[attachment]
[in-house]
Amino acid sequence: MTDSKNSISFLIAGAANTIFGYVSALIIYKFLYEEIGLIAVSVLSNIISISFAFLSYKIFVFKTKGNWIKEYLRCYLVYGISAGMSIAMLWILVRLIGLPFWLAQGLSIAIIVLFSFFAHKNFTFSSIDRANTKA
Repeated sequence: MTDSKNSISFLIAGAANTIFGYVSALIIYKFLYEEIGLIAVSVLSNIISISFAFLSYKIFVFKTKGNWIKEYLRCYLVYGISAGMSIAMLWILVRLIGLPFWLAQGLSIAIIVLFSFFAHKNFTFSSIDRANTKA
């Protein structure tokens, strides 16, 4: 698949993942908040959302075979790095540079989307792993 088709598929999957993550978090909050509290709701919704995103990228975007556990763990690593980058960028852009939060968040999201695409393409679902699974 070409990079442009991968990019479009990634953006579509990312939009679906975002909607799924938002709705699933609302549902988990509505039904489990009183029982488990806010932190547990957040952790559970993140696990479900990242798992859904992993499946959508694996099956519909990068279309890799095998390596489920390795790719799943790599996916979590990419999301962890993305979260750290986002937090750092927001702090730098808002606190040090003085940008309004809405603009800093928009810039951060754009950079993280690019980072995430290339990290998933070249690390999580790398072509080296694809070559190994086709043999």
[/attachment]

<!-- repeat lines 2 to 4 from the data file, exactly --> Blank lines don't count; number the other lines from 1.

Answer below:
Amino acid sequence: MTDSKNSISFLIAGAANTIFGYVSALIIYKFLYEEIGLIAVSVLSNIISISFAFLSYKIFVFKTKGNWIKEYLRCYLVYGISAGMSIAMLWILVRLIGLPFWLAQGLSIAIIVLFSFFAHKNFTFSSIDRANTKA
Repeated sequence: MTDSKNSISFLIAGAANTIFGYVSALIIYKFLYEEIGLIAVSVLSNIISISFAFLSYKIFVFKTKGNWIKEYLRCYLVYGISAGMSIAMLWILVRLIGLPFWLAQGLSIAIIVLFSFFAHKNFTFSSIDRANTKA
């Protein structure tokens, strides 16, 4: 698949993942908040959302075979790095540079989307792993 088709598929999957993550978090909050509290709701919704995103990228975007556990763990690593980058960028852009939060968040999201695409393409679902699974 070409990079442009991968990019479009990634953006579509990312939009679906975002909607799924938002709705699933609302549902988990509505039904489990009183029982488990806010932190547990957040952790559970993140696990479900990242798992859904992993499946959508694996099956519909990068279309890799095998390596489920390795790719799943790599996916979590990419999301962890993305979260750290986002937090750092927001702090730098808002606190040090003085940008309004809405603009800093928009810039951060754009950079993280690019980072995430290339990290998933070249690390999580790398072509080296694809070559190994086709043999």